Familiar Conversations Part Two

by Mary Ann on May 11, 2010

I want to talk a bit more about “familiar conversation” and both parent and child self-education.

When parents are engaged in their own education familiar conversations are enhanced even more. I am not currently taking any formal classes. I do, however, read a lot and discuss what I read with other people. That is why I was able to engage my ten year old granddaughter in a conversation about our political process.

While traveling to a wedding shower with my sister and one of my daughters we discussed at least three books. We are all self-educating. What a great drive that was. Don’t be afraid to talk with your young children about what you are studying, reading and learning. Sometimes we feel that certain books or subjects are too hard, above or mature for our children.

Let’s take Lord of the Flies for example. That is certainly a classic, although not one of my favorite books. However, I did just read it again recently. There is a lot in that book to make a person think. So can I talk to a four year old about it? What about an eight year old or a twelve year old? My answer would be YES, you can and should. These are the ages for teaching core values. This is a book that makes a person think about their core values.

So how do we do it? Can we have a “familiar conversation” about a book like this with small children? Let’s sit together at dinner.

Dad – I’m reading a book Called Lord of the Flies. I don’t like the story very much. It’s sad.

Eight year old – What’s it about dad?

Dad – Well, it’s about some boys who are stranded alone on an island. They don’t have any grownup with them.

Twelve year old – What’s sad about that? I’d love to be on an island without any grown ups. That would be awesome.

Dad- Well being able to do whatever you want might be good for awhile, but what if one of the boys talked a lot of the other boys into believing or acting in ways that were mean to some boys.

Four year old – That’s bad dad.

Eight year old – Well what did the boy want them to do.

Dad – Well, they really teased one boy who was over weight.

Twelve year old – We have a girl in our class that gets teased a lot. I’m glad I’m not her.

Dad- Hmmmm, I guess we don’t have to be on an island for people to make poor choices.

Four year old – I wouldn’t be mean to people dad.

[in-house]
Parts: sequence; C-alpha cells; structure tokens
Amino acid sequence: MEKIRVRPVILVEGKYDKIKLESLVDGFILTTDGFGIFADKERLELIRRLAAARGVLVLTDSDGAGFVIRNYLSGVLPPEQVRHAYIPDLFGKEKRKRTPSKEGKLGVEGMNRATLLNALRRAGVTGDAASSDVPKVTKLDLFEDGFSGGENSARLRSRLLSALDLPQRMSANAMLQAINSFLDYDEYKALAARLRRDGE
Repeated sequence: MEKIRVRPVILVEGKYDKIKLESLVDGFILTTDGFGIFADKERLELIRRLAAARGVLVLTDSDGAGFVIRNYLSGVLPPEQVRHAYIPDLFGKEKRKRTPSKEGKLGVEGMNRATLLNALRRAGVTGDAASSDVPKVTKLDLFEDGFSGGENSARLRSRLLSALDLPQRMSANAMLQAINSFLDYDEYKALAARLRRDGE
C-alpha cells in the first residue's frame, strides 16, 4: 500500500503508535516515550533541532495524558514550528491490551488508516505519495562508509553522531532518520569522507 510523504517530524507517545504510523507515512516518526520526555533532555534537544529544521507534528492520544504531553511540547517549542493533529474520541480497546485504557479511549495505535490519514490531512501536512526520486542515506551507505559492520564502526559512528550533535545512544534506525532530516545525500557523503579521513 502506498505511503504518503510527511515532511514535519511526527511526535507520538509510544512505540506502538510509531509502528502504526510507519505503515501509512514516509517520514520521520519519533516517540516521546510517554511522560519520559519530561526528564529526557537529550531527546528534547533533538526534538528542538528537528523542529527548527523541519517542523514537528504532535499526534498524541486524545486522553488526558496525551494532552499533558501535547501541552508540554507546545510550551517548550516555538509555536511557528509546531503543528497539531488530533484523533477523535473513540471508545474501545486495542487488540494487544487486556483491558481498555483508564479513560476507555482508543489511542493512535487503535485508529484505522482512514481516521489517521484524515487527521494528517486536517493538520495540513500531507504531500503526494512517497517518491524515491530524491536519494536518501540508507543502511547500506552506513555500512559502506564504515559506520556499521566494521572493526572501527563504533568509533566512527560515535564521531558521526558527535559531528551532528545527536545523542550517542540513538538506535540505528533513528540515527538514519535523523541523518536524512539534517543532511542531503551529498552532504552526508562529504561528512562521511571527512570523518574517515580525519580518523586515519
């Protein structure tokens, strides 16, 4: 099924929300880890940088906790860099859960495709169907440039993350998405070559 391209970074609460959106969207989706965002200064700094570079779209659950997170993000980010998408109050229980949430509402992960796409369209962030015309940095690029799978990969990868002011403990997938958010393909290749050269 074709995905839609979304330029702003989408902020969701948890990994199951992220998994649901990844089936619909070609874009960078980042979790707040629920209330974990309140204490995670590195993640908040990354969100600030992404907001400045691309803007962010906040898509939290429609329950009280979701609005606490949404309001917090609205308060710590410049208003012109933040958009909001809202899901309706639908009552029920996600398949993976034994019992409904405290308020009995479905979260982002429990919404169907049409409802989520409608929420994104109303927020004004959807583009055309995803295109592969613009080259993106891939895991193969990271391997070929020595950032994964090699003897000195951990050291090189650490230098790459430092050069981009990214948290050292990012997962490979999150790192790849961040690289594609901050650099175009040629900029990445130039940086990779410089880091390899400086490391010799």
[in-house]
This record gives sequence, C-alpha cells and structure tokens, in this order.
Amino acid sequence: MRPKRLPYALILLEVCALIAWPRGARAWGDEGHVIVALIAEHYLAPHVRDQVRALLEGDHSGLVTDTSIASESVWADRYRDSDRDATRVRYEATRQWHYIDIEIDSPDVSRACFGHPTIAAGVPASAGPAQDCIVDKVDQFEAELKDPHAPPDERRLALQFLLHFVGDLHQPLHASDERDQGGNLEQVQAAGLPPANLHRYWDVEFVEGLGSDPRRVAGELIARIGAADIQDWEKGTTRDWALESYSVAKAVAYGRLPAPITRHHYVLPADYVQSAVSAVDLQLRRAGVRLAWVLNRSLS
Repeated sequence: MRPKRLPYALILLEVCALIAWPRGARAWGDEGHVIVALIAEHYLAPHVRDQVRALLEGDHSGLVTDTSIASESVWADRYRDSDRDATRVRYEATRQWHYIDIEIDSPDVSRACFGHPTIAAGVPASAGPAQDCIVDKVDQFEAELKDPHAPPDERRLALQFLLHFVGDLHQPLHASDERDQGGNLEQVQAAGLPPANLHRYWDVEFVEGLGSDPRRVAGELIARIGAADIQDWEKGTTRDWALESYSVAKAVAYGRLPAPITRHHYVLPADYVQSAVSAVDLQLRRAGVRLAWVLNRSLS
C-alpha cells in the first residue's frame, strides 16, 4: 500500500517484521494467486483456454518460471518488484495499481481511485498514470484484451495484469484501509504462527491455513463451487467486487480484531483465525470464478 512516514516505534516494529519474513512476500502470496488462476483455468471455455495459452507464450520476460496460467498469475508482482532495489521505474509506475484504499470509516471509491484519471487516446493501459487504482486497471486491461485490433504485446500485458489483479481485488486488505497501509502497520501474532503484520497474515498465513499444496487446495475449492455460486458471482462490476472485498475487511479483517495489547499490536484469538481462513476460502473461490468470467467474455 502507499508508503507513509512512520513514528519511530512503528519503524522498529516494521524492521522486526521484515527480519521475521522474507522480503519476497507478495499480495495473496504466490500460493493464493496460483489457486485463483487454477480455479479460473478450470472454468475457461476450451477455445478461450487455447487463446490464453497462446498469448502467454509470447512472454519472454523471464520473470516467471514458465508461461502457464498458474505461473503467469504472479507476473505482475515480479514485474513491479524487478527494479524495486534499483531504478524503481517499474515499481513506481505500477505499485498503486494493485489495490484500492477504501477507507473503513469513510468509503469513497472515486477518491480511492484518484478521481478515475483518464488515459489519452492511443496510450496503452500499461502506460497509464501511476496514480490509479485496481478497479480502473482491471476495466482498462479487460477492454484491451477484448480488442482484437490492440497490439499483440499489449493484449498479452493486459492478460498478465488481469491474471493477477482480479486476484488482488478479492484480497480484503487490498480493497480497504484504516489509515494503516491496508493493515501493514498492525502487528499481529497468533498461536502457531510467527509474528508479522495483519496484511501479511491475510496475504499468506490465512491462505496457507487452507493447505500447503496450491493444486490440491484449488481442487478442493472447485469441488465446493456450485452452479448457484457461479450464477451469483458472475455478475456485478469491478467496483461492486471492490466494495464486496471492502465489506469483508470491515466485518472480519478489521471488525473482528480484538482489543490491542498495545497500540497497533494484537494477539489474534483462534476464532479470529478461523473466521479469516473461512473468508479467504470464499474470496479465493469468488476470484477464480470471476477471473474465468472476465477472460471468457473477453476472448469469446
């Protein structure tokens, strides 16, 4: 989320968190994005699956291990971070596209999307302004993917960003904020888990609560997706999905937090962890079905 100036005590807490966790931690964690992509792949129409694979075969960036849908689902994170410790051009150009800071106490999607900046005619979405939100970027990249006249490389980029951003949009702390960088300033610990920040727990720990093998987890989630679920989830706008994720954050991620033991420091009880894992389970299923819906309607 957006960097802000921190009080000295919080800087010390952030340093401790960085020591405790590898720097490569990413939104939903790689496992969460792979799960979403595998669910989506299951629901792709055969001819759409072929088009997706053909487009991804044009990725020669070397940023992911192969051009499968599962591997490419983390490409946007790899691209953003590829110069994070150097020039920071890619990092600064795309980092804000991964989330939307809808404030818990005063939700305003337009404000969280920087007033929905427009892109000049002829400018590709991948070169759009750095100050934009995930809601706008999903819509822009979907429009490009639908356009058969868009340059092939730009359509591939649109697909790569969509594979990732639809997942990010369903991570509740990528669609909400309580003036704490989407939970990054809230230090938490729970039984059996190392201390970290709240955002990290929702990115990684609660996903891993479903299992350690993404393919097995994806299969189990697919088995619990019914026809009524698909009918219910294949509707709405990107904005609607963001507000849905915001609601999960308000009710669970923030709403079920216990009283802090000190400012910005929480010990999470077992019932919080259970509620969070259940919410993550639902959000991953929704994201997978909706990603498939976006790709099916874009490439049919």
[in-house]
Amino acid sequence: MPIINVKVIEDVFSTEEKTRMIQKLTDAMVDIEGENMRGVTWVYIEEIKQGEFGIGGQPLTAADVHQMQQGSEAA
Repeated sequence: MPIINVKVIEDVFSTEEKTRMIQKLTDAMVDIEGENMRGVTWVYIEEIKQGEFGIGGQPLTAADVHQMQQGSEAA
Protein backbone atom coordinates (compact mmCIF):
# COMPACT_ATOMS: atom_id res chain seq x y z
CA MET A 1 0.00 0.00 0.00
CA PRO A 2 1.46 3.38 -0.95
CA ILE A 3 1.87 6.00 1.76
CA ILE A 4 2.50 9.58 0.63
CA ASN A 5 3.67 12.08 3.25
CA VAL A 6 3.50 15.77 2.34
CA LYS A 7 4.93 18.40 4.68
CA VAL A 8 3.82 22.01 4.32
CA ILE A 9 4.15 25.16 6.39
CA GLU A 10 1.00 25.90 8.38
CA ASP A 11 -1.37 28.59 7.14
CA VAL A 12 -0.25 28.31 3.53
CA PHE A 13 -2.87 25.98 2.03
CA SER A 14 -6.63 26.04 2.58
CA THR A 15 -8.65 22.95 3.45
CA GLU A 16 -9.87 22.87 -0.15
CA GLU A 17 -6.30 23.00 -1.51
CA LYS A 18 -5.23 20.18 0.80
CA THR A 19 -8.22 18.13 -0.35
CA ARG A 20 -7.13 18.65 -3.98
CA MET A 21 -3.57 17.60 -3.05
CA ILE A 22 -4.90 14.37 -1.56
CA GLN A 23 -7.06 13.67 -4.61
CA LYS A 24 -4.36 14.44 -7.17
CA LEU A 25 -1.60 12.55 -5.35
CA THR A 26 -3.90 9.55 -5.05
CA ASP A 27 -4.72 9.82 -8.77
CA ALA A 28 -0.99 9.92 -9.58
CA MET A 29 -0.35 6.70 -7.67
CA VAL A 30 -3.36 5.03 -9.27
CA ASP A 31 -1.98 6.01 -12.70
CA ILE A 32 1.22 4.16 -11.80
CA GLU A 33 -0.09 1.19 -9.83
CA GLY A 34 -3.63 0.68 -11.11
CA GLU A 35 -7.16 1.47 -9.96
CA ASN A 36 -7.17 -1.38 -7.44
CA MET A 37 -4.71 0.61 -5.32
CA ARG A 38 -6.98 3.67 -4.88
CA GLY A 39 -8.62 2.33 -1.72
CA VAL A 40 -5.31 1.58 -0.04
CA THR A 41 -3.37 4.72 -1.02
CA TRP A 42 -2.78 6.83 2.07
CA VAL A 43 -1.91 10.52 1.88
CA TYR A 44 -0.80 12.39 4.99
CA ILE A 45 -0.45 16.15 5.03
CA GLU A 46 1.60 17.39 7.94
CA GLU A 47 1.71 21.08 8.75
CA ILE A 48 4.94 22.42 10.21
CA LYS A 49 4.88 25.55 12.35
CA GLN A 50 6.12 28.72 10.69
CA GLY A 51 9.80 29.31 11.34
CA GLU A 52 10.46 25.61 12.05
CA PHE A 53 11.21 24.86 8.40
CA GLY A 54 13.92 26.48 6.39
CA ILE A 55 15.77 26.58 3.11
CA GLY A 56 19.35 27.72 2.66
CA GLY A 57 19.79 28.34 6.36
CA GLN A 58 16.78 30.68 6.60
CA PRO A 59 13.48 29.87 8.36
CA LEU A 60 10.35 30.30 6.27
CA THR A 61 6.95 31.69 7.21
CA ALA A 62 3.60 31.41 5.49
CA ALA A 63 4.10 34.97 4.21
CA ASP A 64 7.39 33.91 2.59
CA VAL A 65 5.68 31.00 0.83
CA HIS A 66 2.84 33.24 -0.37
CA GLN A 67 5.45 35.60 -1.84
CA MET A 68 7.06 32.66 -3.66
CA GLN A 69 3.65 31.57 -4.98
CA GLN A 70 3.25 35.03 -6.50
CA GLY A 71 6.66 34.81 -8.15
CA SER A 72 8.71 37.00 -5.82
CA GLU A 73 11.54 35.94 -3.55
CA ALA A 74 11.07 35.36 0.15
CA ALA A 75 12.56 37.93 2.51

And that conversation could go on for a long time and take a number of twists and turns.

Now let’s jump to the next day. Dad and his twelve year old son are weeding in the garden.

Twelve year old – Dad, tell me some more about that book.

So dad gives a brief synopsis. There is a long silence as they weed.

Twelve year old – Dad, do you think that Piggy would have been killed if more of the boys had stood up and said what they thought about it?

Dad makes a comment. There is another long silence as they weed.

Twelve year old – Dad, did you ever have a situation when you didn’t know what to do?

Dad- Sure, everyone does. What’s up John?

Twelve year old – Well, there is this boy in school and he keeps telling me and Fred…………

And there you have it, the value of “familiar conversation”. John will read “Lord of the Flies” sometime when he is older. It will mean a great deal more to him than if it had been assigned and tested and graded.

We as parent mentors need to be learning. We need to be discussing life, books, thoughts, philosophy with those around us. We should attend book groups, take a class or two, teach someone else. And then we need to engage our children, our families, in “familiar conversations”. We will all learn a great deal more if we do.

“By familiar conversation, children’s curiosity may be roused much more effectually, and by it they may be taught a great deal more in a little time, than can possibly be done in the austere magisterial way of calling them to a lecture.” George Turnbull, 1742

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